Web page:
Planning is Important

Courtesy of the US Forest Service.You may not have to start planning the recovery process from scratch. A growing number of New Mexico communities have adopted an all-hazard mitigation plan that addresses wildfire response. If your county, tribe, pueblo or municipality already has a plan, many of the tasks on the next few pages will have been done for you. If your community doesn't have a plan in place, this guide will help you identify steps to take.

If you are reading this before a wildfire has occurred, the most important thing you can do is  plan ahead

Does my Community Have a Plan?

To see the status of your community's Hazard Mitigation Plan, check the 'Mitigation' page from the New Mexico Department of Homeland Security and Emergency Management. For links to existing New Mexico Community Wildfire Protection Plans from State Forestry, which may be useful in a post-wildfire situation, click here. You may also try an online search for a plan for your community; for example, Angel Fire has a wildfire plan here that does not appear on the other sites mentioned.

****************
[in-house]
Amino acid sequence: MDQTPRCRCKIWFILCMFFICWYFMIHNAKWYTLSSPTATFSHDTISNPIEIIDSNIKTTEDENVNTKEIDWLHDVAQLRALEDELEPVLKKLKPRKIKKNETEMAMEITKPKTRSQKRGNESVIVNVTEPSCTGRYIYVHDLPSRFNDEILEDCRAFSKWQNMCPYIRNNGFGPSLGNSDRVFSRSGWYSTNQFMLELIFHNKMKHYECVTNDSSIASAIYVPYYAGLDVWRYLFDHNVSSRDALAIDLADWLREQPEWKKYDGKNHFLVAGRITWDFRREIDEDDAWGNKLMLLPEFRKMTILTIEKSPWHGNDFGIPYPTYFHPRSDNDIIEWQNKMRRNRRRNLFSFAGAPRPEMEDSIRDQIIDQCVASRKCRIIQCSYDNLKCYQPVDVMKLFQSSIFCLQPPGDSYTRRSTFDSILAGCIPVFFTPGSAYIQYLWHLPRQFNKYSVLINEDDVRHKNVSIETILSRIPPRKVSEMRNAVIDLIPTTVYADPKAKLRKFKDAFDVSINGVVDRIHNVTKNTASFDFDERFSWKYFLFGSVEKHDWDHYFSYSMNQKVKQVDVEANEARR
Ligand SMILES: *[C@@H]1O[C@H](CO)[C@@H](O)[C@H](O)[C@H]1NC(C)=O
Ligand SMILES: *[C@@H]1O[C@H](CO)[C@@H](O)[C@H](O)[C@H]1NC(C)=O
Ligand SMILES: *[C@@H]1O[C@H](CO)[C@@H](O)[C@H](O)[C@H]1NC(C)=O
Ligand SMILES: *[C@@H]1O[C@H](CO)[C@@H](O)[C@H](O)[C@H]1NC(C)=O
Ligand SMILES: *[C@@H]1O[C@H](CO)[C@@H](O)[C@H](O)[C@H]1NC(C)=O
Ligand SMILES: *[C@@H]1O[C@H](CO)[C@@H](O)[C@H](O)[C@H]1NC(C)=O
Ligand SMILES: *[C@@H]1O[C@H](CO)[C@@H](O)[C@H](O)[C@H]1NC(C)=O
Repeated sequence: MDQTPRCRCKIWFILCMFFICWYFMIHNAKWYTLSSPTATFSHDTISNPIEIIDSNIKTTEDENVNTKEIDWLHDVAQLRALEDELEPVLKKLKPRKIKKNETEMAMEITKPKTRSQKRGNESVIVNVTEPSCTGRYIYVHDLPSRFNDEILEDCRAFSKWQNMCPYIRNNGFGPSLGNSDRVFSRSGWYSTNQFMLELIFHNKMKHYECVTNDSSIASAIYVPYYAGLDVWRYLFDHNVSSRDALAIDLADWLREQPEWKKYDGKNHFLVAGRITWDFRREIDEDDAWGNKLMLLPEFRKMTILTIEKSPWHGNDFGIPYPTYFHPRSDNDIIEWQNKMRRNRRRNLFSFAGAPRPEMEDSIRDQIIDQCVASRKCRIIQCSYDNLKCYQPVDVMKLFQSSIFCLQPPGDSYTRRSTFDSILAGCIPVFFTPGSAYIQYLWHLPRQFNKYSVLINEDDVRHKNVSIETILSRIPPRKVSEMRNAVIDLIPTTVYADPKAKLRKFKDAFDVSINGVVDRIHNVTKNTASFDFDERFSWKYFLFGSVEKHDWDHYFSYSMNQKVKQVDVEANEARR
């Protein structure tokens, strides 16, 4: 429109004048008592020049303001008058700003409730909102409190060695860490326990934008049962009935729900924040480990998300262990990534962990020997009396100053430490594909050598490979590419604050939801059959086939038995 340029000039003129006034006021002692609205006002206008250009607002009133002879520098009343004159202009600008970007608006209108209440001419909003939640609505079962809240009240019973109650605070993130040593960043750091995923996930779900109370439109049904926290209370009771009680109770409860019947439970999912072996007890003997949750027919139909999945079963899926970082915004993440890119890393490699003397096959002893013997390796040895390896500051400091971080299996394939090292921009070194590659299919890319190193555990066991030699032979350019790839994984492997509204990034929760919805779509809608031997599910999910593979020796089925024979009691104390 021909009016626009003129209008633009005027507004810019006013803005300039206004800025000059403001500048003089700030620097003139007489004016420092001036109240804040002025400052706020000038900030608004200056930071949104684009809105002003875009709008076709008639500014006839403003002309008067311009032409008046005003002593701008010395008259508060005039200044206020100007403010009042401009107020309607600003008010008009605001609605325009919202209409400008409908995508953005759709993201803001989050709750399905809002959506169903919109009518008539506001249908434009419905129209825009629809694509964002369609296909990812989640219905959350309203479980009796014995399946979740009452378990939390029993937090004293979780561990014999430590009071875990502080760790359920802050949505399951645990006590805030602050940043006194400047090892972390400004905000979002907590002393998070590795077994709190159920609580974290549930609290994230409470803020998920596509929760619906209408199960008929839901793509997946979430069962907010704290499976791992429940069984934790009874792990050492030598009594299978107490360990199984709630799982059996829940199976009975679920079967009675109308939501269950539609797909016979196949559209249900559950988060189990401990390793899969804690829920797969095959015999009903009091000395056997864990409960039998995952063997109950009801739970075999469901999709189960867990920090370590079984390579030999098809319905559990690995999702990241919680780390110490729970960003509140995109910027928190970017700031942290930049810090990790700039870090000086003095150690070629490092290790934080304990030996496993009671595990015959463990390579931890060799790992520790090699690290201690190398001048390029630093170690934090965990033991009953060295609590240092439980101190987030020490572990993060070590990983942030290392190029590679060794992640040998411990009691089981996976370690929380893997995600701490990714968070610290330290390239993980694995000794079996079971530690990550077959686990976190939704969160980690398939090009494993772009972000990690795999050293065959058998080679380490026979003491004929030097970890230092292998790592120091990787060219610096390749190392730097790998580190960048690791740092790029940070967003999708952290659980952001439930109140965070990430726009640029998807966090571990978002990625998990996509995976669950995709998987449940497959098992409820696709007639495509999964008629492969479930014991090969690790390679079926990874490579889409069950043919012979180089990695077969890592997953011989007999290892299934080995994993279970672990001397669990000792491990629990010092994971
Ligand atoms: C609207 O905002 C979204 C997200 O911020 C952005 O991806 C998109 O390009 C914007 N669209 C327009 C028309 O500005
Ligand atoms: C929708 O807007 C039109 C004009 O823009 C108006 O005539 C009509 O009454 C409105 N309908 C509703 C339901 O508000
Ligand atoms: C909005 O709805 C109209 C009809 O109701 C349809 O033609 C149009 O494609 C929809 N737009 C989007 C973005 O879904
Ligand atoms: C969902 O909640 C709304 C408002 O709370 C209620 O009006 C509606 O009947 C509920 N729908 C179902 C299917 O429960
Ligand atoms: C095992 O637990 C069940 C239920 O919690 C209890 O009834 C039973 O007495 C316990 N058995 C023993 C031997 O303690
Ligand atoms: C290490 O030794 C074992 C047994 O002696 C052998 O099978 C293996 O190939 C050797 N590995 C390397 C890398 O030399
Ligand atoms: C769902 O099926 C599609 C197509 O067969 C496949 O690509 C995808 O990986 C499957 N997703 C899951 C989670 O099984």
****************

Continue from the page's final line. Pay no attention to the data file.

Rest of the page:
Key Items for Planning

In addition to resources such as a Hazard Mitigation Plan, keep these key points in mind:

  • Document your community or home through photographs in case you need to use images after a wildfire for financial purposes.
  • If a wildfire happened, who would I need at the table to help with the recovery process? Think about social recovery as well to provide for items such as food, medication, supplies and support such as counseling.
  • How will your community come up with match for grant funding? Planning ahead for finances and for volunteers, etc. can assist your community in recovery.
  • If a wildfire occurs, how do we address the threat of post-wildfire flooding? Often fires in New Mexico and in the southwest are followed by monsoon rains; what can we do to protect our water supply and communities?
Mobilizing Your Community